Act IV, Scenes 10, 11, and 12: Questions and Answers
1. The later fighting in Act IV was disastrous to Antony for two highly important reasons. What were they?
2. In Scene 10, what does Antony mean when he says, “I would they’d fight i’th’fire or i’th’air”?
3. At the beginning of Scene 12, Scarrus says, “Swallows have built/In Cleopatra’s sails their nests.” What does he mean?
4. What is the meaning of Scarrus’ comment about the “augurers”?
5. Antony, seeing Cleopatra’s ships once again give up the fight, but this time defect to Octavius (Caesar), calls Cleopatra a “Triple-turned whore.” To what is he referring?
6. Antony tells Scarrus to “Bid them all fly.” What is Scarrus being instructed to do?
7. What does Antony threaten to do to Cleopatra?
8. Antony’s reference to his wife Octavia in line 38 of Scene 12 implies a comparison between Octavia and Cleopatra. How does Antony compare the two women?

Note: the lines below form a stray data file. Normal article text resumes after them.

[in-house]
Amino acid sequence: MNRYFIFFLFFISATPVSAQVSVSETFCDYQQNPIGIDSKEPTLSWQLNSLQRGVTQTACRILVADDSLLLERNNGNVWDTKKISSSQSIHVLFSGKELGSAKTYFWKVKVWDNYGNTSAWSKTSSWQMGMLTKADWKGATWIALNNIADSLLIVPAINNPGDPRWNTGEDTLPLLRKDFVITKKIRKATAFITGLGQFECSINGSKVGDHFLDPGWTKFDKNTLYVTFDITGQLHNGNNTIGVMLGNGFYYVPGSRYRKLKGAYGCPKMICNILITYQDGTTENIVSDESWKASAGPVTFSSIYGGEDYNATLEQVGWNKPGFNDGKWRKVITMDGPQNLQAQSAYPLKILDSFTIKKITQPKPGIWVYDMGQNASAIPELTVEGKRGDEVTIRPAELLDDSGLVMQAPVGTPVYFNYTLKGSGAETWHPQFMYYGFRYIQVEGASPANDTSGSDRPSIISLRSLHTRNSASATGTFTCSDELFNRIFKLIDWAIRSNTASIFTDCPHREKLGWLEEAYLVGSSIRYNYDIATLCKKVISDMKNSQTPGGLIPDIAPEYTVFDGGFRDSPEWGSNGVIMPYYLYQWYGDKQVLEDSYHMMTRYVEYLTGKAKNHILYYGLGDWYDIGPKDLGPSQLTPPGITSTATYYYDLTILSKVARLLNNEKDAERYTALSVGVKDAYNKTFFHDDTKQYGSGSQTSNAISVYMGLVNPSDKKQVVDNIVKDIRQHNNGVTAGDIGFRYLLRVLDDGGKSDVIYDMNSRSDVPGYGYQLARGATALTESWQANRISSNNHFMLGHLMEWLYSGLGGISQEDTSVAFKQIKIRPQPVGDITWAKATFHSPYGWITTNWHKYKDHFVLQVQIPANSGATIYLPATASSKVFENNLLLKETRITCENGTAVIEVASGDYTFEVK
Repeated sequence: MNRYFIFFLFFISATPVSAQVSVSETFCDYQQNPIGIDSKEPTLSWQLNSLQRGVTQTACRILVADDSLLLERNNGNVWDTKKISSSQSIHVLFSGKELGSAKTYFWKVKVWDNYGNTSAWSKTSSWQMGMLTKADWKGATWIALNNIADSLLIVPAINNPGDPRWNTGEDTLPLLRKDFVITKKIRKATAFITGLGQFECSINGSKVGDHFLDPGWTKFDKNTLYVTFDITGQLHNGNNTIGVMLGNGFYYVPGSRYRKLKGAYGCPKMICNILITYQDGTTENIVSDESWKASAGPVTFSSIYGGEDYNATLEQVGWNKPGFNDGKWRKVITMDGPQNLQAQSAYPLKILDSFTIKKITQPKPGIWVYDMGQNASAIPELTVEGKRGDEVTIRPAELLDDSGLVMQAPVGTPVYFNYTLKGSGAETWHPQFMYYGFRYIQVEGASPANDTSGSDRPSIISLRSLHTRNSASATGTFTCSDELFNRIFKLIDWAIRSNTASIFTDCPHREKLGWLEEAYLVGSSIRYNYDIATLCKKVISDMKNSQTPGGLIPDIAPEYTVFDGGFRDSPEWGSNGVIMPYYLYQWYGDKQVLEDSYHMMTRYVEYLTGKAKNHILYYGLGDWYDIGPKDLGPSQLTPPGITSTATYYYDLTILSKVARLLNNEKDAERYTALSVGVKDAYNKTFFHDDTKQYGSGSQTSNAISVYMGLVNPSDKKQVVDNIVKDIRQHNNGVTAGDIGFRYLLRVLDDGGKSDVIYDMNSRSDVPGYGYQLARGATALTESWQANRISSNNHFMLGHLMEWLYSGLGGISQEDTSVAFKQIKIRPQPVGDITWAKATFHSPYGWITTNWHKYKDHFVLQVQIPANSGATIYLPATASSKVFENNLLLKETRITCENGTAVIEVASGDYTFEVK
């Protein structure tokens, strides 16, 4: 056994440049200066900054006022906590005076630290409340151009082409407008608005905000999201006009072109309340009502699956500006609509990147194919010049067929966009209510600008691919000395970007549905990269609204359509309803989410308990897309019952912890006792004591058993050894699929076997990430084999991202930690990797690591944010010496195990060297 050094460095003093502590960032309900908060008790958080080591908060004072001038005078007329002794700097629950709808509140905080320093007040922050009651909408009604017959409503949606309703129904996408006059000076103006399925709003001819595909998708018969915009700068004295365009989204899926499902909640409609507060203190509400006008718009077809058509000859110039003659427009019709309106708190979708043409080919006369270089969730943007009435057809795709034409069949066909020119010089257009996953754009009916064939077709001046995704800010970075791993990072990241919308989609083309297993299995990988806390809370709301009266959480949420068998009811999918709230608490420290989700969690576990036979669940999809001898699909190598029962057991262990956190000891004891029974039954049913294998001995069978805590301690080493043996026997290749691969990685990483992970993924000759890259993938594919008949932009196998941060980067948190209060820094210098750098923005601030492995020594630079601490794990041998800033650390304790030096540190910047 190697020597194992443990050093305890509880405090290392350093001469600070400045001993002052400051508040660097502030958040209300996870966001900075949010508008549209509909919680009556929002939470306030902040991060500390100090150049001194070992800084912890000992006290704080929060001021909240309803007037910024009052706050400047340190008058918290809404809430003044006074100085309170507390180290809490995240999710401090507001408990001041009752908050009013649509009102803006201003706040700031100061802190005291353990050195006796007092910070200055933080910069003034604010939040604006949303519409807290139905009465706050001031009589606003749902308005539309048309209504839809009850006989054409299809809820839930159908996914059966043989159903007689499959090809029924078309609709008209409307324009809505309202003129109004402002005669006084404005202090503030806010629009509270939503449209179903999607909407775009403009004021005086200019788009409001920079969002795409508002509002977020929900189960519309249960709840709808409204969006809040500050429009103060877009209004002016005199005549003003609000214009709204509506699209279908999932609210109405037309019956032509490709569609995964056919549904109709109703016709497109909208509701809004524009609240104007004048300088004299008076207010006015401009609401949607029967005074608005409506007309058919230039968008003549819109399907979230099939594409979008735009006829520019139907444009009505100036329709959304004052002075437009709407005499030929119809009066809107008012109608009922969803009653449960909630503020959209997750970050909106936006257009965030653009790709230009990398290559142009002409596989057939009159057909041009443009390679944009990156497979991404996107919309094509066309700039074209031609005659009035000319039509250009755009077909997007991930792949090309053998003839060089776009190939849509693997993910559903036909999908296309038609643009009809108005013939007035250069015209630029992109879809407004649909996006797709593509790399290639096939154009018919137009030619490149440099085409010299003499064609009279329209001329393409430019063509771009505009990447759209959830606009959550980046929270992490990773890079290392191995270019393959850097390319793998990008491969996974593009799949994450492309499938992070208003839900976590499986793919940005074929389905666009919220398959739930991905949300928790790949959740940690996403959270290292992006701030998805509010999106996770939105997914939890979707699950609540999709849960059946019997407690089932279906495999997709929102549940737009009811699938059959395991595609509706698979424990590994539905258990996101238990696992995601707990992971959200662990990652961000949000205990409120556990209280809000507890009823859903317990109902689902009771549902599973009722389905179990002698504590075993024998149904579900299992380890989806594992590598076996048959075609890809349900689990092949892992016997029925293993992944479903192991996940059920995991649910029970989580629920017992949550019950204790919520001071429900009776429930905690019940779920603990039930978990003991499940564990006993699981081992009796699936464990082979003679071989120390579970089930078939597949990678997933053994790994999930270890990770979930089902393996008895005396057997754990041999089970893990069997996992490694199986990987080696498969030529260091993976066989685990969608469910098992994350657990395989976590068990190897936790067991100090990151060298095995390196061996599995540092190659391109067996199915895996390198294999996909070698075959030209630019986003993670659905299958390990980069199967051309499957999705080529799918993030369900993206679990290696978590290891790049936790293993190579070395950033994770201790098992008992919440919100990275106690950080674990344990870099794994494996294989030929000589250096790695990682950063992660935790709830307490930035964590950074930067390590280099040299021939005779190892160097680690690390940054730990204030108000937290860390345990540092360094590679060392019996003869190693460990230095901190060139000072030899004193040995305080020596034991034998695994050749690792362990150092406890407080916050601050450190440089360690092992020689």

9. Who is the “young Roman boy” Antony mentions in his soliloquy at the end of Scene 12?
10. What is Antony’s general attitude during Scene 12?
1. Antony knew little about sea battles, and Cleopatra’s fleet, on which he had counted heavily, defected to Octavius’ side.
2. In ancient Rome, educated people believed that everything was composed of some mixture of only four elements: earth, air, fire, and water. Antony had fought and defeated Octavius (Caesar) on the earth and was about to fight him on the sea; exulting in the previous day’s victory, Antony says that, having fought Octavius on the earth and on the sea, he’d like to fight him also in the fire and in the air.
3. Scarrus is speaking symbolically; it is hardly likely that swallows would build nests in sails. “Sails” here is used as a synecdoche, as it is elsewhere in this and other plays. Scarrus says that the swallows have built nests in Cleopatra’s ships; that is an evil omen in the minds of ancient Romans and probably Egyptians, too. Furthermore, if her ships are sufficiently idle to allow birds to build nests in them, one might conclude that her sailors are not properly trained and ready to do battle.
4. In essence, Scarrus...
(The entire section is 539 words.)